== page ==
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5 Ways Marketers Are Mishandling Data

A skills gap
  • March 24, 2014, 8:00 AM EDT
  • Sponsored

Your organization might embrace data-driven marketing, but are you putting analytical skills into practice? Producing actionable results poses considerable challenges for inexperienced teams. These five missteps are among the most common causes of a business failing to fully utilize the information at its fingertips.

1. Not taking advantage of deeper demographic information
For the marketer of yesteryear, the available information on consumers and audiences was limited at best: gender, age, household income. Today, the information is nearly limitless, but many marketers linger at the shallow end of the data pool. According to The Neustar Global Media Intelligence Report for 2013, retail marketers that targeted campaigns according to things like home value and brand of car resulted in a 500 percent performance lift over non-targeted campaigns. When combined with other data like a consumer's credit and interests, these demographics can produce dramatic increases in conversions, as the computer maker Lenovo recently discovered by personalizing the banners on its site for different groups of visitors.

2. Focusing on the wrong metrics
Numbers need context, but context doesn't always fit on a PowerPoint slide. Cherry-picked vanity metrics—Facebook fans, app downloads, etc.—create an illusion of data analysis, or even an illusion of success. But these measurements pale in comparison to deeper behavioral data, like navigation paths and brand preferences, directly linked to conversions. According to a Forrester Consulting study commissioned by Silverpop, B2B marketers utilizing behavioral data are contributing 34 percent of leads in their sales pipelines, compared to 26 percent for non-behavioral marketing. Even if the primary campaign goal is to raise brand awareness, retention and engagement metrics will provide more lasting value than, say, pageviews.

3. Ignoring offline activity
The traditional prospect-lead-customer sales funnel no longer applies to the way consumers make purchase decisions. Marketing campaigns stretch across an ever-increasing number of channels, and as a result, businesses are collecting data that they aren't accustomed to tracking or analyzing. With so much attention being paid to new digital metrics, it's easy to ignore or misjudge offline activity, such as purchases in brick-and-mortar stores attributed to online advertising. Per a Twitter study, consumers who engage with brands online are more likely to make in-store purchases (12 percent sales lift on average). Without a proper data analysis tool such as Neustar AK Closed Loop, the cause of those offline conversions will likely be chalked up as a great mystery.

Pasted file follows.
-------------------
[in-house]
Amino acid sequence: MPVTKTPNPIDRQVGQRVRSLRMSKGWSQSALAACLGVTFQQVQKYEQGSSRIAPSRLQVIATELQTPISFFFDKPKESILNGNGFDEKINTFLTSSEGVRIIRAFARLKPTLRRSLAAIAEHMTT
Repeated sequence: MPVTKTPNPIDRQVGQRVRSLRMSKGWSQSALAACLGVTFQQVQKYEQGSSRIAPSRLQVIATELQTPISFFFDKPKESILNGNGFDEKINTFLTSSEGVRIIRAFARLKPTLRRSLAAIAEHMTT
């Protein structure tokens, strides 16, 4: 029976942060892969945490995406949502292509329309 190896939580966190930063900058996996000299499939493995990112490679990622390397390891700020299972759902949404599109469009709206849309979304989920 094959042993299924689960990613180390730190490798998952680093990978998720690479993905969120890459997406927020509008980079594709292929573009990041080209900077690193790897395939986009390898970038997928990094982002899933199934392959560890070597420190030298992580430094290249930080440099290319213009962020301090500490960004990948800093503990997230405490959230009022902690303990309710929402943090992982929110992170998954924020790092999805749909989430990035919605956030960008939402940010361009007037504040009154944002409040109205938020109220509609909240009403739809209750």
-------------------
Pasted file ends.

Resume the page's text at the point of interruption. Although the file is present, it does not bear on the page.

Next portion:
4. Conducting analysis that doesn't lead to action
Data analysis must inform every phase of the campaign, starting with planning and strategy, even when the numbers challenge gut assumptions and anecdotal evidence. Old-fashioned marketing teams work backward, belatedly gathering data to support the decisions they already made. By contrast, forward-thinking marketers harness data not just to critique the past, but also to predict the future. American Express uses predictive analysis and behavioral data to identify at-risk customers and reduce churn; since implementing analytical software, they've reported a 740 percent increase in attrition-combating efficacy. Predictive analysis will make the case for the ROI of a given campaign before it's launched, with mid-campaign adjustments helping maximize efficiency in real-time.

5. Assigning ownership of data to untrained staff
Ideally, data can spark a cultural shift, becoming infused not just in every stage of marketing campaigns but in all facets of the business as a whole. In the meantime, though, many businesses will encounter a big data skills gap. Surveying 500 U.S. business and IT executives, CompTIA found that 60 percent of respondents acknowledged a need to improve data management and analysis skill levels. A serious approach to data requires the commitment of resources, whether training existing staff, hiring in-house experts, wrangling outside analysts or purchasing new technology. Don't count on the social media intern to separate causation and correlation.

Read Neustar's Global Media Intelligence Report for 2013 and other useful materials for the data-driven marketer: